Tuesday, May 7, 2013

Visited another Amel in Kemah

A few weeks ago we had the opportunity to visit another Amel Super Maramu 2000.  A man named Alexandre had recently purchased this boat (I think in St. Martin?) and hired a captain to deliver her to the Seabrook marina near Kemah.  Alexandre had communicated with Bill via the Amel Owners Group on Yahoo! and had numerous questions about his new-to-him yacht, S/V Nikimat.  

S/V Nikimat is hull#289; our BeBe is hull #387.  Amel built 30 -35 boats per year at the time these vessels were manufactured.  BeBe left the Amel factory 23 January 2003; so considering the difference in hull numbers, Nikimat was probably manufactured in year 2000.  The hulls for all Super Maramu and Super Maramu 2000 boats are all identical.  The rigging is all identical (when the boats left the factory).  The boat systems are all identical.  But there were minor interior differences in each model year of production.  (Note:  Amel stopped production of the Super Maramu 2000 model in year 2005.   Hull #497 was the final one produced.)  This blog sums up Amels very nicely:

Review of Amel Super Maramu yachts 

It is always interesting for us to visit another Amel like ours.  Every single one we have visited thus far has been different inside than ours; some minutely different and some very different.  Sometimes we get ideas on how we might want to 'improve' the interior of our boat, although we haven't made any major changes yet and might never do so.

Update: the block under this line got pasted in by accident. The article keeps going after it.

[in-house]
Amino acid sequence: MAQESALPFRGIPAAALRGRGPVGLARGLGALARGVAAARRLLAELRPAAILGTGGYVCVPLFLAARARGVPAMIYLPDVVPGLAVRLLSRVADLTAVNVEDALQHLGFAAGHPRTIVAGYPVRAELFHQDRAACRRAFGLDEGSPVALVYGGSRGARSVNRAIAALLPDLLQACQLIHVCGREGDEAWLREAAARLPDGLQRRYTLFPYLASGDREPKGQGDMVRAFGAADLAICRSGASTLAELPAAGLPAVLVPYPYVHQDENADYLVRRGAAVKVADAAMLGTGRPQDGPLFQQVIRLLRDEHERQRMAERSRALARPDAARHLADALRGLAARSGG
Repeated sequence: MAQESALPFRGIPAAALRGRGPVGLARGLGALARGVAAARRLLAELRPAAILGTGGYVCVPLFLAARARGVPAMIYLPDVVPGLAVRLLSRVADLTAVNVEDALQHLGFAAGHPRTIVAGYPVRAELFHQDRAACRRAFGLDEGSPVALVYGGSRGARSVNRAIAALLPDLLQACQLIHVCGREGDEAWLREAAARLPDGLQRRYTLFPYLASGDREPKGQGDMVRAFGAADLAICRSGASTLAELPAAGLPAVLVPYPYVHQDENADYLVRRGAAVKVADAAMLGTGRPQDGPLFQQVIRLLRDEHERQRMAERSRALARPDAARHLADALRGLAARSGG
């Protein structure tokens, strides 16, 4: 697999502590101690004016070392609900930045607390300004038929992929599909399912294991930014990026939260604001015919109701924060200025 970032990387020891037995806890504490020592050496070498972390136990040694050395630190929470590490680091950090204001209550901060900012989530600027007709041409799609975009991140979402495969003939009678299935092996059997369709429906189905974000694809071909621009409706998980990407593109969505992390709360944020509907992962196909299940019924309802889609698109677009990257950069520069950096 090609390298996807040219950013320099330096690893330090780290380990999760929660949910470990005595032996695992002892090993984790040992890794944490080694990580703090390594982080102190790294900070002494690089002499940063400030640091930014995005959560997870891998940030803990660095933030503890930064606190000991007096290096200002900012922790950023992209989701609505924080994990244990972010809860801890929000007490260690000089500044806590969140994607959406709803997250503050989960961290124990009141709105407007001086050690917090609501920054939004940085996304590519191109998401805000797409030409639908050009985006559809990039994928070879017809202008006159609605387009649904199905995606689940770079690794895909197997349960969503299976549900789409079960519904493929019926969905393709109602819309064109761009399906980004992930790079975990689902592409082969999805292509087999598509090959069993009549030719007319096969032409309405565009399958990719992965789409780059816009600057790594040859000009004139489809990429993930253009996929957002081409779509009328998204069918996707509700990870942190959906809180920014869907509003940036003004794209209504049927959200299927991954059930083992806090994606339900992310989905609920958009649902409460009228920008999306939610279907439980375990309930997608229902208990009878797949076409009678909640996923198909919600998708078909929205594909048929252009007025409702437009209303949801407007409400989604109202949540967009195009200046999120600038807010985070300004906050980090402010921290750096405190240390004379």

When Amel first produced the Super Maramu in 1989 the cabin sole was wooden.  Later they changed to have mahogany trim and fiberglass floor hatch covers.  These were first beige, so the cabin sole was wide dark mahogany trim around beige rectangles, covering the very deep and very large completely dry storage spaces that all we Amel owners love so much.  When the SM 2000 model was first produced in year 2000, the factory changed to blue fiberglass floor hatch covers.  That is what we have on BeBe.  Lots of people do not like the appearance of the blue and mahogany floors, but we like it.  When we were shopping for Amels at boat shows for 4-5 years, we decided that the blue combination was our favorite.  The wooden floors looked too dark and the beige floors looked too monotonous with the beige upholstery; the blue floors added some needed color to brighten the interior in our opinions.  Just lucked out that the boat we chanced to buy had the interior colors that we preferred.  S/V Nikimat has the same blue.  It was almost like stepping into our own boat.

We arrived at Nikimat one weekday mid-morning on a cloudy day, hoping that rain would hold off while we talked about the boat.  Alexandre had already gone through all the spare parts the previous owner had left onboard and had these organized into bins stacked in the cockpit.  But first we went through the sail lockers.  Bill and Alexandre pulled out the stored sails and Bill illustrated how each should be flown.  The spinnaker was damp so we left it hoisted up inside its sock to air out and hopefully dry on that cloudy day.  The previous owner had added an inner stay to Nikimat so she is cutter rigged.  We couldn't provide any comments about that rigging arrangement because BeBe is not cutter rigged. Alexandre is on his own to figure the best way to use that sail.